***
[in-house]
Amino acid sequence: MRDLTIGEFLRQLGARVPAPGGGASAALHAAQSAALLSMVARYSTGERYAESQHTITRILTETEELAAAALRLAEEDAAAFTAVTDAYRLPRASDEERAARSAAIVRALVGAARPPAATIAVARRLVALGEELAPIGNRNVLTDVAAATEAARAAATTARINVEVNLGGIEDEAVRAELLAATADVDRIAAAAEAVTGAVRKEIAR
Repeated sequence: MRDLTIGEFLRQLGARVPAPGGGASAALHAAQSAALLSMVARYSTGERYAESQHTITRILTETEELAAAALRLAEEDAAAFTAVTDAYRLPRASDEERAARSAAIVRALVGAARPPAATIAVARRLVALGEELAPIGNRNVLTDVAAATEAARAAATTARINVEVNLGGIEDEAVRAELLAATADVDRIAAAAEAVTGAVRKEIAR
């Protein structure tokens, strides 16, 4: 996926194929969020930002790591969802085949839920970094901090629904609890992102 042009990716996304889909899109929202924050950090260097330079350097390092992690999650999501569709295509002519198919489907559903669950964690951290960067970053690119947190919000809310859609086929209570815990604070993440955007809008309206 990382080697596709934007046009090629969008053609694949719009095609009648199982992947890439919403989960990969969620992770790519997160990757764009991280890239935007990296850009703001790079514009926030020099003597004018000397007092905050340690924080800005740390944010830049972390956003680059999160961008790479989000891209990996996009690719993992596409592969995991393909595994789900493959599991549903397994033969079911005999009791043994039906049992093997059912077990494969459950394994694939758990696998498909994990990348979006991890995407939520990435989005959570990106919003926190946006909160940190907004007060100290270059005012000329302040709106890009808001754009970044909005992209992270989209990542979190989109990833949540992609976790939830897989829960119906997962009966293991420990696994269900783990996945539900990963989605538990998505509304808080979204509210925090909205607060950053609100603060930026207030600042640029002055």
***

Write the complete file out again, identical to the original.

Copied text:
[in-house]
Amino acid sequence: MRDLTIGEFLRQLGARVPAPGGGASAALHAAQSAALLSMVARYSTGERYAESQHTITRILTETEELAAAALRLAEEDAAAFTAVTDAYRLPRASDEERAARSAAIVRALVGAARPPAATIAVARRLVALGEELAPIGNRNVLTDVAAATEAARAAATTARINVEVNLGGIEDEAVRAELLAATADVDRIAAAAEAVTGAVRKEIAR
Repeated sequence: MRDLTIGEFLRQLGARVPAPGGGASAALHAAQSAALLSMVARYSTGERYAESQHTITRILTETEELAAAALRLAEEDAAAFTAVTDAYRLPRASDEERAARSAAIVRALVGAARPPAATIAVARRLVALGEELAPIGNRNVLTDVAAATEAARAAATTARINVEVNLGGIEDEAVRAELLAATADVDRIAAAAEAVTGAVRKEIAR
């Protein structure tokens, strides 16, 4: 996926194929969020930002790591969802085949839920970094901090629904609890992102 042009990716996304889909899109929202924050950090260097330079350097390092992690999650999501569709295509002519198919489907559903669950964690951290960067970053690119947190919000809310859609086929209570815990604070993440955007809008309206 990382080697596709934007046009090629969008053609694949719009095609009648199982992947890439919403989960990969969620992770790519997160990757764009991280890239935007990296850009703001790079514009926030020099003597004018000397007092905050340690924080800005740390944010830049972390956003680059999160961008790479989000891209990996996009690719993992596409592969995991393909595994789900493959599991549903397994033969079911005999009791043994039906049992093997059912077990494969459950394994694939758990696998498909994990990348979006991890995407939520990435989005959570990106919003926190946006909160940190907004007060100290270059005012000329302040709106890009808001754009970044909005992209992270989209990542979190989109990833949540992609976790939830897989829960119906997962009966293991420990696994269900783990996945539900990963989605538990998505509304808080979204509210925090909205607060950053609100603060930026207030600042640029002055």